Bipolar Valentine Part 1: Is It Love or Just Bipolar?

You feel sexy. You feel on top of the world. Your heart has never been more full. You’ve never been so turned on. You want attention- and you’re getting it. It’s euphoric. It’s definitely love…or is it?

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In lieu of Valentine’s Day, I’ve pieced together a three-part series on various aspects of bipolar disorder and love. This is meant to be informational with a shot of perspective, and a smooth aftertaste of personal connection. Please feel free to leave feedback or share your own experiences.

Well, is it love? Or is it bipolar?

Picture that you just met someone you are insanely attracted to. You notice every single detail about their perfectly angled face, the tiny dimple on the left side near their mouth, and their adorable laugh. You are dizzy with intoxication by the very scent of this perfect human specimen. Upon this meeting, you are charming, so very charming. And you are drunk on your own sex appeal. You are suddenly very aware of your flesh. You take notice of every detail of the night air, senses beyond heightened, and you are convinced that that very moment was created especially for you. You and this person with whom you share a heavy fondness. Not only are you practicing your most seductive moves, you desire to make love all night long, and release yourself into the throes of passion. Sighhhhhh. Sounds like a scene straight from a romance novel. Could it be love? Perhaps. But in someone with bipolar disorder, these feelings could be symptoms of hypomania or mania. Common signs of mania include feeling unusually high and optimistic (or irritable), grandiose ideas, racing thoughts, impulsiveness, impaired judgment, little need for sleep, unrealistic beliefs, delusions, acting recklessly without consequence, feelings of euphoria, and increased sex drive, also known as hypersexuality.

“When you’re in a hypomanic or manic state, you’re also more likely to feel you’re in love,” says Elizabeth Haase, MD, an assistant clinical professor of psychiatry at Columbia University and a member Human Sexuality Committee of the Group for the Advancement of Psychiatry. “You may then act on that feeling when making major long-term life decisions, not understanding your state had something to do with what you were feeling.”

For someone enduring a manic or hypomanic episode, sex is often the main course in a banquet of other amplified feelings and behavior. Hypersexuality is when someone experiencing bipolar hypomania or mania has an increased libido or is excessively interested or involved in sexual activity. The thing is, a high sex drive isn’t necessarily a bad thing. In fact, most of us would think that is quite wonderful! It becomes problematic when there is no regard for consequences that could become of the sexual activity. This can include extramarital affairs or cheating on your girl or boyfriend. Sexually transmitted diseases are a tremendous concern as well, especially if someone is sleeping with multiple partners. Regret and shame are often the result of impulsive sexual activity. Hypersexuality can also trigger a sex addiction in some people. And don’t forget about the interpreted emotional connection people tend to believe they are feeling with their sex partner. The bitter aftermath of manic sexual relationships typically end in heartbreak, one side or the other.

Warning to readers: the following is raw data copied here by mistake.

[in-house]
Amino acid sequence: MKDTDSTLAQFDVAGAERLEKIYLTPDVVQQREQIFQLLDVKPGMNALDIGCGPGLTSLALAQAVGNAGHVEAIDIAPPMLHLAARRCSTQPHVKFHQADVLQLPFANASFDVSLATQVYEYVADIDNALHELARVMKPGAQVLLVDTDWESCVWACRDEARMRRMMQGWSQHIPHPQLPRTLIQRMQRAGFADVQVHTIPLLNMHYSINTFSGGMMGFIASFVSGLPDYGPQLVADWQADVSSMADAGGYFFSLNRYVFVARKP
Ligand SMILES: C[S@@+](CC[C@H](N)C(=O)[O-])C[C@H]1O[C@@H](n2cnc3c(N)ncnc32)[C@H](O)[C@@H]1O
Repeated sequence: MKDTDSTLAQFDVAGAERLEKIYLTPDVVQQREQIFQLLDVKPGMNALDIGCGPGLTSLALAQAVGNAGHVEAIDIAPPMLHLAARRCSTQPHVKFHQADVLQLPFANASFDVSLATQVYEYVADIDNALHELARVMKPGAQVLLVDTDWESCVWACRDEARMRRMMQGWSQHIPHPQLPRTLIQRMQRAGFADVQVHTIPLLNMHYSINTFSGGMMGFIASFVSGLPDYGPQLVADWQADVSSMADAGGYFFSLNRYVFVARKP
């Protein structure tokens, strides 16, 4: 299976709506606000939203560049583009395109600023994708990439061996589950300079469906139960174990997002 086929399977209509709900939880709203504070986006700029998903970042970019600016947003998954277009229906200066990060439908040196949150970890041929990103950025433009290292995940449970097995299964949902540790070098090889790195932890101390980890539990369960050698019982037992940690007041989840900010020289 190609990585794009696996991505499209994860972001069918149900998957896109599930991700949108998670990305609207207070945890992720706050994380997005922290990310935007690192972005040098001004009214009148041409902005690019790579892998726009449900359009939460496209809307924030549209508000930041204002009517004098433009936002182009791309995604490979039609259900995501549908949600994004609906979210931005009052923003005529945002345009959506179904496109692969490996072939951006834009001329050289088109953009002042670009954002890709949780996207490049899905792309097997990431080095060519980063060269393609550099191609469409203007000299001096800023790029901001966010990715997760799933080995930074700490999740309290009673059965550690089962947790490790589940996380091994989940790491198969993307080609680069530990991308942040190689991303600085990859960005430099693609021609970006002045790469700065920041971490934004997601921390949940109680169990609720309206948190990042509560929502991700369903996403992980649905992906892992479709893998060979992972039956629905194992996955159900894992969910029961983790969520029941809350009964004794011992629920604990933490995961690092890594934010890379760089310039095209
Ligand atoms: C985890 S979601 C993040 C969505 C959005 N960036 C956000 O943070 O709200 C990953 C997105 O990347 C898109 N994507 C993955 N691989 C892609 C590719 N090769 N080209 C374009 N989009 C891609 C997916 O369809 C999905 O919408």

29d9c9b8a66dc439b71fa7773c55575cI do recall experiencing a pretty wild manic episode in my early twenties where I felt like I was on fire. I was feeling hot, looking good, and my moves were working for me. (I was also delusional, had extreme grandiose ideas, drank too much, did too much cocaine, and felt on top of the world.) I was very in tune with my sexual side and ended up dating four girls at the same time! In my mind I was a sex goddess. Who needs sleep when you can do other things all night long? Of course I also felt I had an emotional connection with each of them. Everything was intense and special. That is until I started to come out of my mania. I first had a breakdown, then like most manic episodes, I had a huge mess to clean up. Needless to say, people got hurt and I was confused, emotionally.

So, how do you know the difference?

It is important to know what triggers your episodes. Examine all other areas of your life. If any of the symptoms of manic or even depressed episodes seem to describe your life, then something is off balanced. If you are on medication, make sure you are taking them as prescribed. If you take them as you are supposed to and are still experiencing manic symptoms, then it is imperative to talk to your doctor for an adjustment. And if you are comfortable with the path you are leading, regardless of how reckless, I urge you to use protection, for reasons I don’t need to explain.

If you are in the clear and pretty balanced, but still have feelings of intense passion and attraction to a certain special someone, then it sounds like you have a hot, steamy case of romance! If done right, both lust and love are very rewarding. Those intense feelings are consistent with the beginning stages of romantic relationships.

ecee8e6b34c6c1f06bd39cb5ea18f657I can’t say it enough, it is so healthy to know yourself and your bipolar patterns. New love is on the list of common potential triggers. There are so many emotions and changes that even non-bipolar folks act like fools when they are smitten by a beautiful new face. Also, don’t ever be discouraged because you have bipolar disorder. There are many bipolar people in successful relationships. I will be exploring bipolar dating in my next segment, Bipolar Valentine Part 2: Adventures in Dating.

New Year, New Baby, Creative Non-Resolution